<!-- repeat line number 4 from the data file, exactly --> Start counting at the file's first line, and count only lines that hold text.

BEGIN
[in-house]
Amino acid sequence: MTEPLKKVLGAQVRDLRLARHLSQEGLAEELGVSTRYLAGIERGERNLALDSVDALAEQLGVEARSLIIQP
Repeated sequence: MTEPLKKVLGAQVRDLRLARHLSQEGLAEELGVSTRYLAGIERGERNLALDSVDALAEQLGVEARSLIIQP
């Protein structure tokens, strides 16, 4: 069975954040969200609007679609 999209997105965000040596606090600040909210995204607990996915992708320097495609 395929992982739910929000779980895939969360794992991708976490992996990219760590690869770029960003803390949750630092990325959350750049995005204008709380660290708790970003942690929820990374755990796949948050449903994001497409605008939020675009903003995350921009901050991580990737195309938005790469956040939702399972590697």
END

């Protein structure tokens, strides 16, 4: 069975954040969200609007679609 999209997105965000040596606090600040909210995204607990996915992708320097495609 395929992982739910929000779980895939969360794992991708976490992996990219760590690869770029960003803390949750630092990325959350750049995005204008709380660290708790970003942690929820990374755990796949948050449903994001497409605008939020675009903003995350921009901050991580990737195309938005790469956040939702399972590697």